If I Were A Book Judge…
In which I discuss the books I would have chosen for the National Book Award for Fiction.
Hi Y’all! Glad you’re here—
For the past decade, one of my dreams has been to be on the judging panel for the National Book Award for Fiction. Each year, as I make my way through my TBR (to-be-read), I take notes and discuss each book with other readers, to gain a sense of whether or not it has a real possibility of landing on the NBA longlist. I consider the prose, the structure, the characters and plot, if it’s been done better before. I like to think of myself as a person with good taste, who can be objective, that can see merit even in the books I don’t personally enjoy. And while I’ve never guessed a full ten out of ten, I have gotten pretty close. You could say I take this all too seriously, but I like to think of it as preparation for the (fingers-crossed) eventual opportunity of being welcomed into the fold. Until that time, I thought it would be fun to discuss some of the books that might have landed on a longlist, had I been a judge.
I’m actually starting with a book that was on this year’s ‘5 under 35’ list, but that I also think deserved to be longlisted, and that’s the collection Milk Blood Heat by Dantiel W. Moniz. This might be the book I re-read the most often throughout 2021, just because it offers so much to you as a reader. Her work perfectly evokes a sense of place, capturing the moody and unpredictable nature of the Florida landscape, and the way she writes about girlhood and womanhood is nuanced and understated. Upon finishing each story, I would close my eyes and see the white hot burn of the afterimage she’d left us with in the end. She mentioned in several interviews that she was a fan of White Oleander by Janet Fitch—a personal favorite of mine—and I think they share a certain DNA. This collection also reminded me of Florida by my queen, Lauren Groff, and I think they could be read as companion pieces. If you enjoy Fitch, Groff, or Danielle Evans, you’ll enjoy this one.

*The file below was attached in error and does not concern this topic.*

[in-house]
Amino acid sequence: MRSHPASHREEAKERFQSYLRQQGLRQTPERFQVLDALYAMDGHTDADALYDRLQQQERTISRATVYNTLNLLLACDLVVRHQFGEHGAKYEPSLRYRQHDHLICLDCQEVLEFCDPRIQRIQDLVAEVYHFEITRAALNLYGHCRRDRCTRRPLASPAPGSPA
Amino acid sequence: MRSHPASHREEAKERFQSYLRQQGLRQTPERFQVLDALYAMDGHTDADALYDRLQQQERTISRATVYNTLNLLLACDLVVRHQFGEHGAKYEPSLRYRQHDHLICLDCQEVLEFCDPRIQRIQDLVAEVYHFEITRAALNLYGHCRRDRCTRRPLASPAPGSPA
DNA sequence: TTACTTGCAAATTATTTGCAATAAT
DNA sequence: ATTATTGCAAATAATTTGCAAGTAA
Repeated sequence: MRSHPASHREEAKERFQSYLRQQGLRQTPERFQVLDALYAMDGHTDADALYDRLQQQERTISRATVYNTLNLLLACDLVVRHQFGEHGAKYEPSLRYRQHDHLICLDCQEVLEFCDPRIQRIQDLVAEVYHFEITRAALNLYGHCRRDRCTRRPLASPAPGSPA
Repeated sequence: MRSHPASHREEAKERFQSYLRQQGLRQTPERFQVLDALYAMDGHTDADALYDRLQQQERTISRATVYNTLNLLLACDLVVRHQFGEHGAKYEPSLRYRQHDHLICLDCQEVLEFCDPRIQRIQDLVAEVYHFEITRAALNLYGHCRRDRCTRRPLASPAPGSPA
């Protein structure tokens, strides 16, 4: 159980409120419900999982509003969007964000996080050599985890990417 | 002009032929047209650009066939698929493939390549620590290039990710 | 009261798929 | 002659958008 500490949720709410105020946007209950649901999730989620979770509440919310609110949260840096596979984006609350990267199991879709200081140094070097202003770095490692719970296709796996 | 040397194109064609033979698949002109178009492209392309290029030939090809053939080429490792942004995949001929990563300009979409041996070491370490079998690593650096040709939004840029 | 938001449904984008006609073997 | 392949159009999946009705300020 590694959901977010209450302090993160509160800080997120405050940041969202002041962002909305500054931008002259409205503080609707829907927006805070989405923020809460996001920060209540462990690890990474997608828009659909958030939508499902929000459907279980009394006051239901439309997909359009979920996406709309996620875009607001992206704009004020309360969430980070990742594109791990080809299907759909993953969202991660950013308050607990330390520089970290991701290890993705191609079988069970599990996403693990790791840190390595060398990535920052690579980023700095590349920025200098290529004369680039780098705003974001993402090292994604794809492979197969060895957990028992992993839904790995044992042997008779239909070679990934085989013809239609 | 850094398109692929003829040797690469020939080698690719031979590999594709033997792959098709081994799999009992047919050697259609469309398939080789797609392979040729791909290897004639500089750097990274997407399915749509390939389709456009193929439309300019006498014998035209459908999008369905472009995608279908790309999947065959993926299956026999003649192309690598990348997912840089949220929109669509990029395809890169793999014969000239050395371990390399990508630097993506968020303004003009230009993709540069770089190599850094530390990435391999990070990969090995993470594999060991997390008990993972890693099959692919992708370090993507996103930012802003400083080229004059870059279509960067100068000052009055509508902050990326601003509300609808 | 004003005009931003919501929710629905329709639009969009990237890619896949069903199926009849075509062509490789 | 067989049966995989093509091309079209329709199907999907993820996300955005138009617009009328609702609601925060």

Another collection I was obsessed with was Brandon Taylor’s Filthy Animals. In my initial review, I described the collection as a mood piece, an observation of the complicated intimacies between lovers, strangers and friends. You can see the influence of Patricia Highsmith and Jane Austen here, in ways that are unexpected and exciting. I also think Taylor writes about the body in ways that allow us to inhabit these characters on a physical level, and I don’t think that’s an easy feat. He has a near-perfect understanding of rhythm, and he writes beyond just the sentence. Sometimes writers will write beautiful one-liners, but Taylor realizes how his work exists both as a whole and the sum of its parts. I have a deep admiration for Taylor’s work, and I will read whatever he writes forever and ever amen.
A few novels I enjoyed this year were Great Circle by Maggie Shipstead—shortlisted for the Booker prize—My Year Abroad by Chang-Rae Lee, and Virtue by Hermione Hoby. I think Great Circle and My Year Abroad are both successful in similar ways, being that these authors have a clear understanding of how big books work. They create fully realized worlds for their characters, but they also utilize the extra page count to more fully live inside the smaller, more intimate moments. Great Circle has a really captivating story and characters you fall in love with. My Year Abroad is structurally exciting with almost every moment perfectly articulated. And as far as Virtue goes, Hoby has written what I would almost consider a companion piece to Such A Fun Age by Kiley Reid—Virtue has that same delicious, soapy drama of people finding themselves in tense situations, but it’s also a book that examines white privilege in ways I don’t think we see that often from white writers. I thought it was both smart and compelling. (Also, if you haven’t read Such A Fun Age, do so—I couldn’t put it down)